Between the 1840s and the 1920s came most of the important information-processing and communication technologies still in use today: telegraphy, modern bureaucracy, rotary power printing, the postage stamp, paper money, typewriter, telephone, punch-card processing, motion pictures, radio, and television. Beniger shows that more recent developments in microprocessors, computers, and telecommunications are only a smooth continuation of this Control Revolution. Along the way he touches on many fascinating topics: why breakfast was invented, how trademarks came to be worth more than the companies that own them, why some employees wear uniforms, and whether time zones will always be necessary.”

Publisher Harvard University Press, 1986
ISBN 0674020766, 9780674020764
493 pages
via babyalanturing

Review (JoAnne Yates, The Journal of Interdisciplinary History, 1988)
Review (Krishan Kumar, Journal of American Studies, 1988)
Review (Kirkus Reviews)

Book-inspired website
Publisher

PDF (16 MB, updated on 2016-6-16)

Vladimir Vernadsky: The Biosphere (1926–) [RU, ES, EN]

21 March 2014, dusan

“First published in 1926 but long neglected in the West, Vladimir I. Vernadsky’s The Biosphere revolutionized our view of Earth. Vernadsky teaches us that life has been the transforming geological force on our planet. He illuminates the difference between an inanimate, mineralogical view of Earth’s history, and an endlessly dynamic picture of Earth as the domain and product of living matter to a degree still poorly understood.

The 1998 edition, which is the first English translation of the entire text, features contributions by Mark A. S. McMenamin, Professor of Geology at Mount Holyoke College, who has written extensive annotations to explain the structure of Vernadsky’s arguments and their modern relevance, and Jacques Grinevald, an authority on the idea of the biosphere, who penned an introduction that places the book in historical context.”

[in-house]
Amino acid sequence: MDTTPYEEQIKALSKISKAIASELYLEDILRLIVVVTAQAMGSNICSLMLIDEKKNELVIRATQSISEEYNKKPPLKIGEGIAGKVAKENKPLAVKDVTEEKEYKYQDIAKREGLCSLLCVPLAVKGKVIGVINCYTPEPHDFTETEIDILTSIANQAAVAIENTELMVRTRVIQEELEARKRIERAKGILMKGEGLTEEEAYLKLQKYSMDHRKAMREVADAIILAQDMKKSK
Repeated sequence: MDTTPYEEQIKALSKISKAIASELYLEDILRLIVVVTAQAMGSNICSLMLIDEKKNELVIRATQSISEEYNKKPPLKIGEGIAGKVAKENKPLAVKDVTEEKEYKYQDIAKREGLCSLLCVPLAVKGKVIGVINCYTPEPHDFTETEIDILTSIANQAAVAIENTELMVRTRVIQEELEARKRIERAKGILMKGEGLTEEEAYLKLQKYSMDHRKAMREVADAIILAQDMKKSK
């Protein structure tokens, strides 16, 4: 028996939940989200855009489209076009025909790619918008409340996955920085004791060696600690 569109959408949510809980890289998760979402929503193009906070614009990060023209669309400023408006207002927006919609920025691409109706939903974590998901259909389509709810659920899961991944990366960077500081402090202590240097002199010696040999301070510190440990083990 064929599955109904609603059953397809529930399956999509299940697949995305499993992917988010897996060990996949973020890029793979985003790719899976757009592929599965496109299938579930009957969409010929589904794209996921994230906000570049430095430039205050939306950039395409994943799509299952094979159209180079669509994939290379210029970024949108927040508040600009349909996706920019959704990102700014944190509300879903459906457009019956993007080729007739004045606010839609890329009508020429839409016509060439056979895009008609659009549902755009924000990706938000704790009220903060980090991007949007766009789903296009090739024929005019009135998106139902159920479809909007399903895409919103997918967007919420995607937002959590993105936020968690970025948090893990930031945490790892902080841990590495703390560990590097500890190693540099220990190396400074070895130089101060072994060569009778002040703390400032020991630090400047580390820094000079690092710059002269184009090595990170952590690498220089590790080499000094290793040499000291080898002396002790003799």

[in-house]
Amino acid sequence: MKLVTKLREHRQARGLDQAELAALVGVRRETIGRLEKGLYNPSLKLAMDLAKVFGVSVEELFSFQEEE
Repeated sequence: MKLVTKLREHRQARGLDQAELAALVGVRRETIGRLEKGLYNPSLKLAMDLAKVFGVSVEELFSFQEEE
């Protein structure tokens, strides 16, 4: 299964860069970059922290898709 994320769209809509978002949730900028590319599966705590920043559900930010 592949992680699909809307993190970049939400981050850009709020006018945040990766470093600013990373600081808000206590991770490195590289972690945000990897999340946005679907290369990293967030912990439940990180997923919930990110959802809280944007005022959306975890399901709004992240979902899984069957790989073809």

English edition
Foreword by Lynn Margulis, Mauro Ceruti, Stjepko Golubic, Ricardo Guerrero, Nubuo Ikeda, Natsuki Ikezawa, Wolfgang E. Krumbein, Andrei Lapo, Antonio Lazcano, David Suzuki, Crispin Tickell, Malcolm Walter, Peter Westbroek
Introduction by Jacques Grinevald
Translated by David B. Langmuir
Revised and Annotated by Mark A.S. McMenamin
Publisher Copernicus Books, 1998
A Peter N. Nevraumont book
ISBN 9781461272649
192 pages

Commentary on the concept (Alexej M. Ghilarov, The Quarterly Review of Biology, 1995)
Commentary on the translations (Mercè Piqueras, International Microbiology, 1998)

Publisher (EN)

Biosfera i noosfera (Russian, 1926/1989)
La Biosfera (Spanish, trans. María Victoria López Paño and Luis Gutiérrez Andrés, 1997)
The Biosphere (English, trans. David B. Langmuir, 1998)

Douglas Kahn: Earth Sound Earth Signal: Energies and Earth Magnitude in the Arts (2013)

15 March 2014, dusan

Earth Sound Earth Signal is a study of energies in aesthetics and the arts, from the birth of modern communications in the nineteenth century to the global transmissions of the present day. Douglas Kahn begins by evoking the Aeolian sphere music that Henry David Thoreau heard blowing along telegraph lines and the Aelectrosonic sounds of natural radio that Thomas Watson heard through the first telephone; he then traces the histories of science, media, music, and the arts to the 1960s and beyond. Earth Sound Earth Signal rethinks energy at a global scale, from brainwaves to outer space, through detailed discussions of musicians, artists and scientists such as Alvin Lucier, Edmond Dewan, Pauline Oliveros, John Cage, James Turrell, Robert Barry, Joyce Hinterding, and many others.”

Publisher University of California Press, 2013
ISBN 0520956834, 9780520956834
343 pages

Reviews: Alessandro Ludovico (Neural, 2013), Christopher Haworth (Organised Sound, 2015).

Publisher

PDF (removed on 2014-3-19 upon request of the publisher)